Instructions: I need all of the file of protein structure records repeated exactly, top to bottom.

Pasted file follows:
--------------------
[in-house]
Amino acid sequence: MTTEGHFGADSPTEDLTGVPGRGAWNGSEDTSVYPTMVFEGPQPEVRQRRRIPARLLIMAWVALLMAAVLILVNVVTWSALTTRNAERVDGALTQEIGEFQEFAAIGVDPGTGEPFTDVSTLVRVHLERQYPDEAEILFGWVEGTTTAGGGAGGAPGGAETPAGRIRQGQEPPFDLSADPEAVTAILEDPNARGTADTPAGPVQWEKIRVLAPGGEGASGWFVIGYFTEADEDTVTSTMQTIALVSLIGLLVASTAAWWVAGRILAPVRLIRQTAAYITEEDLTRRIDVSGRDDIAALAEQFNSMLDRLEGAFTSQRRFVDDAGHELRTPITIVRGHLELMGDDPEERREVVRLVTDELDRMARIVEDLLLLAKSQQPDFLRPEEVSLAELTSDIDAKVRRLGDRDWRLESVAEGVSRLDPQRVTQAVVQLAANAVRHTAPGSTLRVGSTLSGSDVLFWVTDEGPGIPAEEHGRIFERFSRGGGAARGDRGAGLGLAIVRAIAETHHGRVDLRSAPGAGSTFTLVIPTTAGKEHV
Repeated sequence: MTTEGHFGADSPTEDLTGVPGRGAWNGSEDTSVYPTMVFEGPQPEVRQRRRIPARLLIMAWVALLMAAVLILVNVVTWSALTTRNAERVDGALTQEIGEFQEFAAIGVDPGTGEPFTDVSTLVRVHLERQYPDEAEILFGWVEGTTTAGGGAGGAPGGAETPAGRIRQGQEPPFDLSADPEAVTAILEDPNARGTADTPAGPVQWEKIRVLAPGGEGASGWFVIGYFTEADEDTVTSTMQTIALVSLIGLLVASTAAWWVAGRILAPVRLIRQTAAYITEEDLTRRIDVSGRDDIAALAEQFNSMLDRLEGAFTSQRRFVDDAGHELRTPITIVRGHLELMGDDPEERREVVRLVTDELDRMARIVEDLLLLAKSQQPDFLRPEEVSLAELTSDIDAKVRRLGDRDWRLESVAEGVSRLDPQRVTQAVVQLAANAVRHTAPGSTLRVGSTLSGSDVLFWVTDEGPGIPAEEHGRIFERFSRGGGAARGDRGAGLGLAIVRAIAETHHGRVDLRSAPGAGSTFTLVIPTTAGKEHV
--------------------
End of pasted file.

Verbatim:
[in-house]
Amino acid sequence: MTTEGHFGADSPTEDLTGVPGRGAWNGSEDTSVYPTMVFEGPQPEVRQRRRIPARLLIMAWVALLMAAVLILVNVVTWSALTTRNAERVDGALTQEIGEFQEFAAIGVDPGTGEPFTDVSTLVRVHLERQYPDEAEILFGWVEGTTTAGGGAGGAPGGAETPAGRIRQGQEPPFDLSADPEAVTAILEDPNARGTADTPAGPVQWEKIRVLAPGGEGASGWFVIGYFTEADEDTVTSTMQTIALVSLIGLLVASTAAWWVAGRILAPVRLIRQTAAYITEEDLTRRIDVSGRDDIAALAEQFNSMLDRLEGAFTSQRRFVDDAGHELRTPITIVRGHLELMGDDPEERREVVRLVTDELDRMARIVEDLLLLAKSQQPDFLRPEEVSLAELTSDIDAKVRRLGDRDWRLESVAEGVSRLDPQRVTQAVVQLAANAVRHTAPGSTLRVGSTLSGSDVLFWVTDEGPGIPAEEHGRIFERFSRGGGAARGDRGAGLGLAIVRAIAETHHGRVDLRSAPGAGSTFTLVIPTTAGKEHV
Repeated sequence: MTTEGHFGADSPTEDLTGVPGRGAWNGSEDTSVYPTMVFEGPQPEVRQRRRIPARLLIMAWVALLMAAVLILVNVVTWSALTTRNAERVDGALTQEIGEFQEFAAIGVDPGTGEPFTDVSTLVRVHLERQYPDEAEILFGWVEGTTTAGGGAGGAPGGAETPAGRIRQGQEPPFDLSADPEAVTAILEDPNARGTADTPAGPVQWEKIRVLAPGGEGASGWFVIGYFTEADEDTVTSTMQTIALVSLIGLLVASTAAWWVAGRILAPVRLIRQTAAYITEEDLTRRIDVSGRDDIAALAEQFNSMLDRLEGAFTSQRRFVDDAGHELRTPITIVRGHLELMGDDPEERREVVRLVTDELDRMARIVEDLLLLAKSQQPDFLRPEEVSLAELTSDIDAKVRRLGDRDWRLESVAEGVSRLDPQRVTQAVVQLAANAVRHTAPGSTLRVGSTLSGSDVLFWVTDEGPGIPAEEHGRIFERFSRGGGAARGDRGAGLGLAIVRAIAETHHGRVDLRSAPGAGSTFTLVIPTTAGKEHV